Weinsberg Castle Ruins

Weinsberg, Germany

Weinsberg castle was established on a mountain at the trade route running from Heilbronn to Schwäbisch Hall around the year 1000. In 1140 the castle was besieged by Konrad III in the course of the struggles between the Staufers and the Welfs. Finally it had to surrender on December 21, 1140, since the army of Welf VI to release the castle had been defeated by the Staufers in a battle. According to the report of the Chronica regia Coloniensis, the women of the castle were granted free departure and allowed to take what they could carry on their backs. They carried down their men, and so saved their lives, since the king adhered to his word. The women became known as treue Weiber ('loyal women'). The castle (today's ruin) is called Weibertreu due to this occurrence.

On April 16, 1525 (Easter Sunday), during the German Peasants' War, the peasants attacked and destroyed the castle, which was already damaged from an earlier attack in 1504. They then proceeded to execute the nobleman who had been in command of both town and castle and who had treated the peasants very badly several times before.



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Founded: c. 1000
Category: Ruins in Germany
Historical period: Ottonian Dynasty (Germany)


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User Reviews

Jonathan Lim (5 months ago)
The Weibertreu castle ruins are the ruins of a hilltop castle in the town of Weinsberg in the Heilbronn district in Baden-Württemberg, probably built in the early 11th century . The castle is known for the eponymous "Treu-Weiber-incident" on December 21, 1140, when, after the surrender of the besieged castle, the women (later called "Treue Weiber von Weinsberg") saved their men from execution by rescuing them carried down the mountain on their backs. It is a fabulous place for a walk and the slopes are populated with vines that belong to the Staatsweingut (I wrote a review on that as well, they have absolutely fantastic wines and top notch service). On a clear day you can see far into Heilbronn and also Neckarwestheim. I would come here again in a heartbeat.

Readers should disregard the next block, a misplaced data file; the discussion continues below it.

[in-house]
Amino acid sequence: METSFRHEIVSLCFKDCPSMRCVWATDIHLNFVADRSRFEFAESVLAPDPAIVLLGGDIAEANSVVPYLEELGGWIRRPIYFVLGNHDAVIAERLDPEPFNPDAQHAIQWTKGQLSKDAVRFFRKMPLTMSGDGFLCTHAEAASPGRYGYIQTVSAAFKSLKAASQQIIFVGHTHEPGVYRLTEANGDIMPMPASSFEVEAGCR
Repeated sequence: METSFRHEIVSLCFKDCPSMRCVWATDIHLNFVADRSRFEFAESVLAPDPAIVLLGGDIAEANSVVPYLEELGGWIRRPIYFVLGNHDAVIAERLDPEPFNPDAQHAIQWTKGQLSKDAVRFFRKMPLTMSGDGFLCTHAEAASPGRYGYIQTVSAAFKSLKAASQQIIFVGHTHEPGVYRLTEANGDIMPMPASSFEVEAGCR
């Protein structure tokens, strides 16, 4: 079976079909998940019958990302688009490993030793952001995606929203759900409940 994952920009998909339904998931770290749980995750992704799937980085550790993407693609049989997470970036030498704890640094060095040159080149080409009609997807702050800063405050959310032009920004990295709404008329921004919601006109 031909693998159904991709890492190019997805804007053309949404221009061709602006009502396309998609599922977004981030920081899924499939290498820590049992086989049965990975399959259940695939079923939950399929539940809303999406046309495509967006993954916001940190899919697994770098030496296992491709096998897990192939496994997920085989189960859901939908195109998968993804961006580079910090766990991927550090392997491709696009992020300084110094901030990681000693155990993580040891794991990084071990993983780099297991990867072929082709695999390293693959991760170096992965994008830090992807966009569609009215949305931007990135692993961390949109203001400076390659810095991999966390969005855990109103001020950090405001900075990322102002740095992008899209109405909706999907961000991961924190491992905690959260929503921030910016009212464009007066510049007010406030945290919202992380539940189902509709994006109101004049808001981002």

Moritz Waldmann (7 months ago)
Very nice place for a walk, fresh air, wonderful view.
Zoltán Hadházi (9 months ago)
It looks amazing with the surrounding grapeyards :)
Dawid Szadurski (10 months ago)
Beautyfull place! Very inspiring and peacefull! Just take a few minutes to relax there :)
Alf Hofstetter (12 months ago)
The legend of the 'Weiber von Weinsberg' (woman from Weisberg): It was during the middle age time the 'Stauffers' in war with the Bavarian 'Welfen' and in 1140 the Weinsberg castle was besieged by the Stauffer king Konrad III. It surrendered on December 21, 1140, since the army of Welf VI was defeated in an open field battle. The next day the castle was planned to be raided. After some debate the King granted the women of the castle free departure, allowed them to wear their shoes and take with them whatever they could carry on their backs. The next day the women left everything behind but carried down their men on their backs!! The king's adviser protested but he adhered to his word. A Kings word has to be granted and he admired the 'smartness' of the people. The women became known as treue Weiber ("loyal women"). The castle (today's ruin) is called Weibertreu due to this occurrence.
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